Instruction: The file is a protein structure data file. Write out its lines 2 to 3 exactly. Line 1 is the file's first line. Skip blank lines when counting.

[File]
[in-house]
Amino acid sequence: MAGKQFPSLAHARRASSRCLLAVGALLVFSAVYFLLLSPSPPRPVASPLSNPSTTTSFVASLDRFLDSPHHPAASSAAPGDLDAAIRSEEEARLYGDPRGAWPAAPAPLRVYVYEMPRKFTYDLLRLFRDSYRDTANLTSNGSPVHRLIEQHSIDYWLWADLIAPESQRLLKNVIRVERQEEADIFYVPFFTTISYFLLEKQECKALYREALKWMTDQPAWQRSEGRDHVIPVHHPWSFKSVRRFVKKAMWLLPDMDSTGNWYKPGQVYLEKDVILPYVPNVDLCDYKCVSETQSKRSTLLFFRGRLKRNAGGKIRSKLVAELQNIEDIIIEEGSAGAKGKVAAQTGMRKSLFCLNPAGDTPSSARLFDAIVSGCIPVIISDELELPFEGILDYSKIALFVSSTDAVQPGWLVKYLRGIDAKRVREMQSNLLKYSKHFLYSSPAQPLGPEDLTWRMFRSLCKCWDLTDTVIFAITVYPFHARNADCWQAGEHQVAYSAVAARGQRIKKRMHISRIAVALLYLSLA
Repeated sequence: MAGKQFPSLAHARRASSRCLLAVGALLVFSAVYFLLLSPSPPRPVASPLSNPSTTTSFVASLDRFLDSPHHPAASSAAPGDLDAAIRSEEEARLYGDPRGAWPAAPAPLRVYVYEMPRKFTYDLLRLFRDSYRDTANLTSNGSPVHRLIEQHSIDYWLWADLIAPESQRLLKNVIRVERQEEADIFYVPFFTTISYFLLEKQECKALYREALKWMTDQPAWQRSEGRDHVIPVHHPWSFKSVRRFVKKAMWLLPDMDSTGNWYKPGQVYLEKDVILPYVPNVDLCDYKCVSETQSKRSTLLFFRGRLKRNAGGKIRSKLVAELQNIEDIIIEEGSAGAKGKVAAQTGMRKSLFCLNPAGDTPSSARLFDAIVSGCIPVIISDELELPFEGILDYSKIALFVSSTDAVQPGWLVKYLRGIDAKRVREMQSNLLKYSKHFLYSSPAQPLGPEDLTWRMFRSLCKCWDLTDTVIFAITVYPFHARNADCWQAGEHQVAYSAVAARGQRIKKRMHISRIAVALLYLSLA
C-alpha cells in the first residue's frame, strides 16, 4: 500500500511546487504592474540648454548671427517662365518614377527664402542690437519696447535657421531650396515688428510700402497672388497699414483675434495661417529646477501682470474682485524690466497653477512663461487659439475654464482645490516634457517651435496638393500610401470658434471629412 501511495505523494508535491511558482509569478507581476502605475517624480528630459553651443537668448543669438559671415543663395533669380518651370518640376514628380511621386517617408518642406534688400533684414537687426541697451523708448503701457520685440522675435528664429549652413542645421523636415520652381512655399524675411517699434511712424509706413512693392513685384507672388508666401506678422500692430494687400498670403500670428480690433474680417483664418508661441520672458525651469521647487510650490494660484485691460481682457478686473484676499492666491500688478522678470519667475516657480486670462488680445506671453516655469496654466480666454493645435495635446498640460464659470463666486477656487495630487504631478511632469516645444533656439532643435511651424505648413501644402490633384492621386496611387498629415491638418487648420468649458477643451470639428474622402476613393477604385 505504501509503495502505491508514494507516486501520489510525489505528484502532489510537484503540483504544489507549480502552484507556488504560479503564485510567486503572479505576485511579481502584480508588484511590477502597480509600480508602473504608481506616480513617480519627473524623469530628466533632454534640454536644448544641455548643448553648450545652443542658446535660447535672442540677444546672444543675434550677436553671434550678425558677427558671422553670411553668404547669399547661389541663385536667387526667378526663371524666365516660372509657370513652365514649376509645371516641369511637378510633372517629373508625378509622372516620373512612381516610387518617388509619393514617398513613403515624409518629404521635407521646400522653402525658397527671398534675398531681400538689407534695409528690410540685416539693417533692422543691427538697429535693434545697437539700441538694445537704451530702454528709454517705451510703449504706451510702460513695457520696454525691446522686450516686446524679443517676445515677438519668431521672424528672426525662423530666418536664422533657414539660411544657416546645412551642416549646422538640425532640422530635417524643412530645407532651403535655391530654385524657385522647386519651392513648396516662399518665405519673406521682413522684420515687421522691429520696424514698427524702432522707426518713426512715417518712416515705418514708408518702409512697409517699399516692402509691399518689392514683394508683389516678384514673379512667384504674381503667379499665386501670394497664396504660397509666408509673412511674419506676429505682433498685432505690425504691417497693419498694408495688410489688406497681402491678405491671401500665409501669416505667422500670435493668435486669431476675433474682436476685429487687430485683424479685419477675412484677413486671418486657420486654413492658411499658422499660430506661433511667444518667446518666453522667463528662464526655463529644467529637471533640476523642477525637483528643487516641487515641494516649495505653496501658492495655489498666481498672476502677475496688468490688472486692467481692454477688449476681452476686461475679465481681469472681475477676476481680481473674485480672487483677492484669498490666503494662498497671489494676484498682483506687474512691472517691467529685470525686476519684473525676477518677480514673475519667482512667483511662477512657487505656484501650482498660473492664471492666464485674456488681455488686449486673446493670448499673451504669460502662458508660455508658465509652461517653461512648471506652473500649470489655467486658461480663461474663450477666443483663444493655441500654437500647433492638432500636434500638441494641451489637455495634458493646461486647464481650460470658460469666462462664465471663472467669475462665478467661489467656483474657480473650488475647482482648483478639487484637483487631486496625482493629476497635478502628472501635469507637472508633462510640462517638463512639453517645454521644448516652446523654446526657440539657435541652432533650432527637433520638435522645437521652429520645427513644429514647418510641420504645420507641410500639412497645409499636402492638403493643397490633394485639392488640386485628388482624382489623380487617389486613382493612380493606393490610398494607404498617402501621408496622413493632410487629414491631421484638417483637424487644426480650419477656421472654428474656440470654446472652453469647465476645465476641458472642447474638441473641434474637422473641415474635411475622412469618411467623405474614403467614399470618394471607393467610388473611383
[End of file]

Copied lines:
Amino acid sequence: MAGKQFPSLAHARRASSRCLLAVGALLVFSAVYFLLLSPSPPRPVASPLSNPSTTTSFVASLDRFLDSPHHPAASSAAPGDLDAAIRSEEEARLYGDPRGAWPAAPAPLRVYVYEMPRKFTYDLLRLFRDSYRDTANLTSNGSPVHRLIEQHSIDYWLWADLIAPESQRLLKNVIRVERQEEADIFYVPFFTTISYFLLEKQECKALYREALKWMTDQPAWQRSEGRDHVIPVHHPWSFKSVRRFVKKAMWLLPDMDSTGNWYKPGQVYLEKDVILPYVPNVDLCDYKCVSETQSKRSTLLFFRGRLKRNAGGKIRSKLVAELQNIEDIIIEEGSAGAKGKVAAQTGMRKSLFCLNPAGDTPSSARLFDAIVSGCIPVIISDELELPFEGILDYSKIALFVSSTDAVQPGWLVKYLRGIDAKRVREMQSNLLKYSKHFLYSSPAQPLGPEDLTWRMFRSLCKCWDLTDTVIFAITVYPFHARNADCWQAGEHQVAYSAVAARGQRIKKRMHISRIAVALLYLSLA
Repeated sequence: MAGKQFPSLAHARRASSRCLLAVGALLVFSAVYFLLLSPSPPRPVASPLSNPSTTTSFVASLDRFLDSPHHPAASSAAPGDLDAAIRSEEEARLYGDPRGAWPAAPAPLRVYVYEMPRKFTYDLLRLFRDSYRDTANLTSNGSPVHRLIEQHSIDYWLWADLIAPESQRLLKNVIRVERQEEADIFYVPFFTTISYFLLEKQECKALYREALKWMTDQPAWQRSEGRDHVIPVHHPWSFKSVRRFVKKAMWLLPDMDSTGNWYKPGQVYLEKDVILPYVPNVDLCDYKCVSETQSKRSTLLFFRGRLKRNAGGKIRSKLVAELQNIEDIIIEEGSAGAKGKVAAQTGMRKSLFCLNPAGDTPSSARLFDAIVSGCIPVIISDELELPFEGILDYSKIALFVSSTDAVQPGWLVKYLRGIDAKRVREMQSNLLKYSKHFLYSSPAQPLGPEDLTWRMFRSLCKCWDLTDTVIFAITVYPFHARNADCWQAGEHQVAYSAVAARGQRIKKRMHISRIAVALLYLSLA